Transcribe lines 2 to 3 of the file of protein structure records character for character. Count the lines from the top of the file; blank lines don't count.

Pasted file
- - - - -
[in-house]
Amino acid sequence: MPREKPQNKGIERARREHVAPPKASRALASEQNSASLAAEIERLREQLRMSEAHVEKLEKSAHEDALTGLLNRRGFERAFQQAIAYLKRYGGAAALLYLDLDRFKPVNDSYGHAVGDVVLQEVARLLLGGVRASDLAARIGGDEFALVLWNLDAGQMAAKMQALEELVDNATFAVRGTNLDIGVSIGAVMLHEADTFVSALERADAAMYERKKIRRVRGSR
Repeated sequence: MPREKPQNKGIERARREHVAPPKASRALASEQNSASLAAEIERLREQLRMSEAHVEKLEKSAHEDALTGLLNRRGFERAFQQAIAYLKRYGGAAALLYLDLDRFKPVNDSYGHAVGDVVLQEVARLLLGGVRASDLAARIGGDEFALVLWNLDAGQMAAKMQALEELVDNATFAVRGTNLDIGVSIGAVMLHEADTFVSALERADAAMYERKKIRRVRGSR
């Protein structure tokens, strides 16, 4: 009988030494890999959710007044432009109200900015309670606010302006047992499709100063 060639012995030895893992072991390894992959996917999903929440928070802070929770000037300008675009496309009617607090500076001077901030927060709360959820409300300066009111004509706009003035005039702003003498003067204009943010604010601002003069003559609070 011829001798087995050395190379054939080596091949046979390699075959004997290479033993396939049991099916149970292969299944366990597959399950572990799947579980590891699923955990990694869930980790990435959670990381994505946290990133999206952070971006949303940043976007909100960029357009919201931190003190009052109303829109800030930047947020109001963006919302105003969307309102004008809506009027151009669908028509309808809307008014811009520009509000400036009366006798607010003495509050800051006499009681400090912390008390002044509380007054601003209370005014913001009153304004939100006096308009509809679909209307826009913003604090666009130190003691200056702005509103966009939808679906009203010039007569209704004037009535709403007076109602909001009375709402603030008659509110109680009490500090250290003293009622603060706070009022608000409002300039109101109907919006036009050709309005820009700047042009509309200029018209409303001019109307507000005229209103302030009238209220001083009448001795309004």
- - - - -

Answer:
Amino acid sequence: MPREKPQNKGIERARREHVAPPKASRALASEQNSASLAAEIERLREQLRMSEAHVEKLEKSAHEDALTGLLNRRGFERAFQQAIAYLKRYGGAAALLYLDLDRFKPVNDSYGHAVGDVVLQEVARLLLGGVRASDLAARIGGDEFALVLWNLDAGQMAAKMQALEELVDNATFAVRGTNLDIGVSIGAVMLHEADTFVSALERADAAMYERKKIRRVRGSR
Repeated sequence: MPREKPQNKGIERARREHVAPPKASRALASEQNSASLAAEIERLREQLRMSEAHVEKLEKSAHEDALTGLLNRRGFERAFQQAIAYLKRYGGAAALLYLDLDRFKPVNDSYGHAVGDVVLQEVARLLLGGVRASDLAARIGGDEFALVLWNLDAGQMAAKMQALEELVDNATFAVRGTNLDIGVSIGAVMLHEADTFVSALERADAAMYERKKIRRVRGSR